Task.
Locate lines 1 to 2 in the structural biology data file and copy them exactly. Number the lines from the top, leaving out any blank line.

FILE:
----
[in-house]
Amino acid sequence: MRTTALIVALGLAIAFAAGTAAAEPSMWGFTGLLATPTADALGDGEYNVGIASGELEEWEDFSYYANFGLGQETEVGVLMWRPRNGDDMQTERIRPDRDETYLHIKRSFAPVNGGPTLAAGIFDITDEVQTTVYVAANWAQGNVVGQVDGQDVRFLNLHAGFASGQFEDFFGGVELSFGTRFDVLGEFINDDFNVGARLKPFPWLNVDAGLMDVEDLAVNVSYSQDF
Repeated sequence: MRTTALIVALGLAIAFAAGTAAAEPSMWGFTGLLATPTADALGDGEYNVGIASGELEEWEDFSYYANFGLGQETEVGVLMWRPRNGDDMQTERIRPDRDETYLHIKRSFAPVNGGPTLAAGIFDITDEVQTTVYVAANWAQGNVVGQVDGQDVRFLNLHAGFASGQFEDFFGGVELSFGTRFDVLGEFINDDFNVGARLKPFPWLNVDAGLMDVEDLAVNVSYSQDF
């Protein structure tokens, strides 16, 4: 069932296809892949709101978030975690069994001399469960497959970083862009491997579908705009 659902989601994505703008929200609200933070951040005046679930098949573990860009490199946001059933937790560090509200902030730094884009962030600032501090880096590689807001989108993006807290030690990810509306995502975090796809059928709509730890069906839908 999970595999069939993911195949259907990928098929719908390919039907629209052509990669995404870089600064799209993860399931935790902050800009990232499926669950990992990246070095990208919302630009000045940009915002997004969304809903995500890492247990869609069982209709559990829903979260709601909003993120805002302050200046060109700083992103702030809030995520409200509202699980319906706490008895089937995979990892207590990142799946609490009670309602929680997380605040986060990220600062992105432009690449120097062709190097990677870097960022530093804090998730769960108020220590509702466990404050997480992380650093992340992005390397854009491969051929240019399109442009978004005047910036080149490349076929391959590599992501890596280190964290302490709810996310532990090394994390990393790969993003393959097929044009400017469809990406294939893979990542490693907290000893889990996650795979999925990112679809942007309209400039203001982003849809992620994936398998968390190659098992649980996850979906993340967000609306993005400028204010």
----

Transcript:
[in-house]
Amino acid sequence: MRTTALIVALGLAIAFAAGTAAAEPSMWGFTGLLATPTADALGDGEYNVGIASGELEEWEDFSYYANFGLGQETEVGVLMWRPRNGDDMQTERIRPDRDETYLHIKRSFAPVNGGPTLAAGIFDITDEVQTTVYVAANWAQGNVVGQVDGQDVRFLNLHAGFASGQFEDFFGGVELSFGTRFDVLGEFINDDFNVGARLKPFPWLNVDAGLMDVEDLAVNVSYSQDF